Do you only enjoy classes where you agree with everything the professor says? Is learning new perspectives no longer valued in a college education?
Part of taking classes in college is to show you that what you think is a good thing in your mind is not always a good thing.
"At the farm-household level, average farm household incomes have surged ahead of average U.S. household incomes since the late 1990s. In 2014 (the last year for which comparable data were available), the average farm household income (including off-farm income sources) of $131,754 was about 74% higher than the average U.S. household income of $75,738."
So can I assume that you believe that the threshold for a 'livable' wage is above $131,754 a year?
$64/hour minimum wage, or I can't survive!
'I value local and organic farming because that is what is best for the environment and communities." Um. No. I like bananas and coffee. Just not the local type. Ohio bananas are surprisingly hard to find.
If you equate being an EEDS major to a particular way of thinking ("As an [Environment, Economy, Development and Sustainability] major, I value...") , or a particular value system, then how can you disagree with the way of thinking of one of the professors who is teaching a class in that major? Your logic confuses me.
This leaves the impression that the EEDS major is teaching you what to value. That is not the case. We teach students multiple ways to think about Sustainability issues: from environmental, social and economic perspectives. Local to community to city to state to regional to national to global.
'I thought the professors thinking was very corrupt.' Apparently economies of scale, productivity gains, yield improvements, and the potential benefits and costs of fertilizer and GMO's is now equated to corrupt thinking.
In summary (in case you missed the facetious tone of some of my comments), college is not for us to preach what you already believe. It is to challenge you to think beyond your own beliefs and consider alternative ways of thinking. If you already know what you believe, and refuse to consider that another perspective might hold some value, then why are you wasting your time in college? You already know the answers.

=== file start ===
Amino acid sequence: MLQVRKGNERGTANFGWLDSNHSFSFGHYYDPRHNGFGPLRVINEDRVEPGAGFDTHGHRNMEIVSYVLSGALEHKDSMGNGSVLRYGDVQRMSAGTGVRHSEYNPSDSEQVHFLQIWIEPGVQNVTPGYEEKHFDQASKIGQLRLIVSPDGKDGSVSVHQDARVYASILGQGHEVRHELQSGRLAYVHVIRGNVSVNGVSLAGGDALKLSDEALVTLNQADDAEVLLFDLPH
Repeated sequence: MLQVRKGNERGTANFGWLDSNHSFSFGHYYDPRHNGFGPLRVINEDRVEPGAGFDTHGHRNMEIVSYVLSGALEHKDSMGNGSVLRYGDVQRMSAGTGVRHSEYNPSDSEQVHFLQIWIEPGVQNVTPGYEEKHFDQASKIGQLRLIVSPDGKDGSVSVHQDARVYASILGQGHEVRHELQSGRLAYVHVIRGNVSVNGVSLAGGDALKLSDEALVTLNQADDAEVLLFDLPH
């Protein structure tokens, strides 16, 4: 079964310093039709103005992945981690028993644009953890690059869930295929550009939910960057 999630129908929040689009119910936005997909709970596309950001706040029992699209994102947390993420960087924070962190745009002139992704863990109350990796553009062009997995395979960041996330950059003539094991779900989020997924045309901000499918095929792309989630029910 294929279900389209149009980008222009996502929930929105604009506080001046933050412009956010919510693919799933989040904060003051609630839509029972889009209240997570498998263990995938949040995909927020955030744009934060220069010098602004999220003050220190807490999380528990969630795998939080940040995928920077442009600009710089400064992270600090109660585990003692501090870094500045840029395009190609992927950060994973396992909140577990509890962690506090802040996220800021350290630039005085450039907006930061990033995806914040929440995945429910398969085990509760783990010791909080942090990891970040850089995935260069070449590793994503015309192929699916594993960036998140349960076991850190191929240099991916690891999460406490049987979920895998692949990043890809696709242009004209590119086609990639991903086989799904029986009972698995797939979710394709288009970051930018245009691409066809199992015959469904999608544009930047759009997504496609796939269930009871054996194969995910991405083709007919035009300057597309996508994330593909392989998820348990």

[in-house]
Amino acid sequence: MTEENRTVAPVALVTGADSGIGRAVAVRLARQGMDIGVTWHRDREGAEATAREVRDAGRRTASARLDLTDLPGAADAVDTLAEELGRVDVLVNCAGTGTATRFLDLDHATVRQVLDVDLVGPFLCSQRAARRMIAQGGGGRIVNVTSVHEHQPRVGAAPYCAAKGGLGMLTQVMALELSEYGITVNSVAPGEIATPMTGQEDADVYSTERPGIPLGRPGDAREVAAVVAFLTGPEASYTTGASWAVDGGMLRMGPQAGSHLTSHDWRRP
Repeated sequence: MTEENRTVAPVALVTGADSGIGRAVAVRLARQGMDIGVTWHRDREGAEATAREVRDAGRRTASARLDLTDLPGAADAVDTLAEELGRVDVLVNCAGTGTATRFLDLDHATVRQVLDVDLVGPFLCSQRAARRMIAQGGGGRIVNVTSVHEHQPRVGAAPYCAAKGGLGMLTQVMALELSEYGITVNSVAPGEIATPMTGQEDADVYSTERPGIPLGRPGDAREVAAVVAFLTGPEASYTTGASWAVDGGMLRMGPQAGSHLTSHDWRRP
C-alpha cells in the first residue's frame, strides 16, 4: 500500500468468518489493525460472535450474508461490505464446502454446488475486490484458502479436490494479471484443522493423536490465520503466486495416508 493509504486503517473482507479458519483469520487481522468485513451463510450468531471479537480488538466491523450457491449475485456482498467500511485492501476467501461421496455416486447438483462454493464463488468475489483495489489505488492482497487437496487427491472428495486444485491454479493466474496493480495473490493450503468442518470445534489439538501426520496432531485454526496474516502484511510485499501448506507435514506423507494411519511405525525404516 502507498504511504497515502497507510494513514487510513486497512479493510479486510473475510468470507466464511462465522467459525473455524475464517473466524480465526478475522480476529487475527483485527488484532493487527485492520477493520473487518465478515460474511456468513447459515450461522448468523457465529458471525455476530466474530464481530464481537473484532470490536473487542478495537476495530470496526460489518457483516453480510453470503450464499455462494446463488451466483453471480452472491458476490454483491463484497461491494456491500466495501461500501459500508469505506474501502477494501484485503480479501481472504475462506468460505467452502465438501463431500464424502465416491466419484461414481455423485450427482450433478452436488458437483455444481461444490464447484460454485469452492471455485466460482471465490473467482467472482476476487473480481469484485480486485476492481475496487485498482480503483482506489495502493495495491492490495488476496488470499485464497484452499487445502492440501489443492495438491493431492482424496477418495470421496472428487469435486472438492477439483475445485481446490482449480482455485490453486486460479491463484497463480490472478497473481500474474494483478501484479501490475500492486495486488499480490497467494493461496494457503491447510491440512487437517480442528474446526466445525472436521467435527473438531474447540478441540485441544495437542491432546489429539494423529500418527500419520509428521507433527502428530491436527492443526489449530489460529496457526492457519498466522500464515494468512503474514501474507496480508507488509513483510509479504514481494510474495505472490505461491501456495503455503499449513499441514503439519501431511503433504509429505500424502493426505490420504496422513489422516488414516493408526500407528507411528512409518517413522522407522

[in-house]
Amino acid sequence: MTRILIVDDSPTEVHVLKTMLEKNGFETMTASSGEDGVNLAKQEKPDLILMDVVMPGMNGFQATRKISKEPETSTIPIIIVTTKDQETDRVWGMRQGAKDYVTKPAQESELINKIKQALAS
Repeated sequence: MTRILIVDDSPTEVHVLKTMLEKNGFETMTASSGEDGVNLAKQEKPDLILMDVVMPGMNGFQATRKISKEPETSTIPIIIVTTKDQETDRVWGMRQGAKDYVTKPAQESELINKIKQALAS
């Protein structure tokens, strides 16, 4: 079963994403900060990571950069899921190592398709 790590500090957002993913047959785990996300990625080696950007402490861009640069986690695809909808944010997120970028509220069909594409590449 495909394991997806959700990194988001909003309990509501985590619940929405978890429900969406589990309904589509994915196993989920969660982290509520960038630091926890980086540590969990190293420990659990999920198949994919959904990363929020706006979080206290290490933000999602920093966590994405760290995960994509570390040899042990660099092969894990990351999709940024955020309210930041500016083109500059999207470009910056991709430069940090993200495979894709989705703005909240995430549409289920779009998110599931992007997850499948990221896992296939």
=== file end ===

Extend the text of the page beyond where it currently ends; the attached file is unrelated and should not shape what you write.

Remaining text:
But I'm sure you think everyone should have access to a free college education.
As long as they teach you what you already believe.
There is some dispute in regards to whether exclamation points belong in formal writing or not. Most conventional grammar rules and grammarians say that they really don’t belong, or at a minimum that they should be used sparingly. All sorts of arguments have been made against the exclamation point- everything from the fact that the writing should create its own emphasis to the belief that an exclamation point will distract the reader. However, some prolific writers do use exclamation points freely in their work and one best selling author, Tom Wolfe, is known for being a big fan of the exclamation point.
Comic books frequently use exclamation points for emphasis and to add excitement to their pages. ...
All I can say is ... I'm really not a happy reader either!!!!
"This blog aims to look at more of the microeconomic ideas that can be used toward environmental ends. Bringing to bear a large quantity of external sources and articles, this blog presents a clear vision of what economic environmentalism can be."
Don't believe what they're saying
And allow me a quick moment to gush: ... The env-econ.net blog was more or less a lifeline in that period of my life, as it was one of the few ways I stayed plugged into the env. econ scene. -- Anonymous
... the Environmental Economics blog ... is now the default homepage on my browser (but then again, I guess I am a wonk -- a word I learned on the E.E. blog). That is a very nice service to the profession. -- Anonymous
"... I try and read the blog everyday and have pointed it out to other faculty who have their students read it for class. It is truly one of the best things in the blogosphere." -- Anonymous